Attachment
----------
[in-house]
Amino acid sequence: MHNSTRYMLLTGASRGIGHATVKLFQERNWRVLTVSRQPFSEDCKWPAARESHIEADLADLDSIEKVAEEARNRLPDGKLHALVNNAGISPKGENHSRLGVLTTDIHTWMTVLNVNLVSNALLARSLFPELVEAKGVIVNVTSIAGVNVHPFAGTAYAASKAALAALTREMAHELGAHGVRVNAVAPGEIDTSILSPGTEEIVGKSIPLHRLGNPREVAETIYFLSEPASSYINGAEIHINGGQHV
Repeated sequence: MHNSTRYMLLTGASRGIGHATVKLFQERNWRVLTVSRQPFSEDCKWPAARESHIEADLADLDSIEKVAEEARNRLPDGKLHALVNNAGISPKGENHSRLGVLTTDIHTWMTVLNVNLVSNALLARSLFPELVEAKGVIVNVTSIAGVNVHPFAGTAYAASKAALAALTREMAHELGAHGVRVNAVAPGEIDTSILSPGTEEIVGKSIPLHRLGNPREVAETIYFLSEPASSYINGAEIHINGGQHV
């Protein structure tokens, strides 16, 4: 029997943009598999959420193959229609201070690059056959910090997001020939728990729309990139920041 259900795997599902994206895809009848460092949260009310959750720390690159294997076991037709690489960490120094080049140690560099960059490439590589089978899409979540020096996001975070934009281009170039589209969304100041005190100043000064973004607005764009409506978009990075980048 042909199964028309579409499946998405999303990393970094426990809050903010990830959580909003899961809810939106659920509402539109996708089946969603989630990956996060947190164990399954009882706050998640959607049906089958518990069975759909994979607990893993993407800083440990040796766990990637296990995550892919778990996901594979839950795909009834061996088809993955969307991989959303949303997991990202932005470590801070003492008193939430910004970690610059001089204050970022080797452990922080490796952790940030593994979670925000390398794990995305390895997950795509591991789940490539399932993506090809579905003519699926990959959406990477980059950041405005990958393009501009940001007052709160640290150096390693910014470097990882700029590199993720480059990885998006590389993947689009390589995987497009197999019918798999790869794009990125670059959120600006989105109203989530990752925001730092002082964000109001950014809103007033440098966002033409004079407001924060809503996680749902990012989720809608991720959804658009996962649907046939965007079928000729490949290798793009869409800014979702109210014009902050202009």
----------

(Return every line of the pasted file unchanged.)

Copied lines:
[in-house]
Amino acid sequence: MHNSTRYMLLTGASRGIGHATVKLFQERNWRVLTVSRQPFSEDCKWPAARESHIEADLADLDSIEKVAEEARNRLPDGKLHALVNNAGISPKGENHSRLGVLTTDIHTWMTVLNVNLVSNALLARSLFPELVEAKGVIVNVTSIAGVNVHPFAGTAYAASKAALAALTREMAHELGAHGVRVNAVAPGEIDTSILSPGTEEIVGKSIPLHRLGNPREVAETIYFLSEPASSYINGAEIHINGGQHV
Repeated sequence: MHNSTRYMLLTGASRGIGHATVKLFQERNWRVLTVSRQPFSEDCKWPAARESHIEADLADLDSIEKVAEEARNRLPDGKLHALVNNAGISPKGENHSRLGVLTTDIHTWMTVLNVNLVSNALLARSLFPELVEAKGVIVNVTSIAGVNVHPFAGTAYAASKAALAALTREMAHELGAHGVRVNAVAPGEIDTSILSPGTEEIVGKSIPLHRLGNPREVAETIYFLSEPASSYINGAEIHINGGQHV
């Protein structure tokens, strides 16, 4: 029997943009598999959420193959229609201070690059056959910090997001020939728990729309990139920041 259900795997599902994206895809009848460092949260009310959750720390690159294997076991037709690489960490120094080049140690560099960059490439590589089978899409979540020096996001975070934009281009170039589209969304100041005190100043000064973004607005764009409506978009990075980048 042909199964028309579409499946998405999303990393970094426990809050903010990830959580909003899961809810939106659920509402539109996708089946969603989630990956996060947190164990399954009882706050998640959607049906089958518990069975759909994979607990893993993407800083440990040796766990990637296990995550892919778990996901594979839950795909009834061996088809993955969307991989959303949303997991990202932005470590801070003492008193939430910004970690610059001089204050970022080797452990922080490796952790940030593994979670925000390398794990995305390895997950795509591991789940490539399932993506090809579905003519699926990959959406990477980059950041405005990958393009501009940001007052709160640290150096390693910014470097990882700029590199993720480059990885998006590389993947689009390589995987497009197999019918798999790869794009990125670059959120600006989105109203989530990752925001730092002082964000109001950014809103007033440098966002033409004079407001924060809503996680749902990012989720809608991720959804658009996962649907046939965007079928000729490949290798793009869409800014979702109210014009902050202009």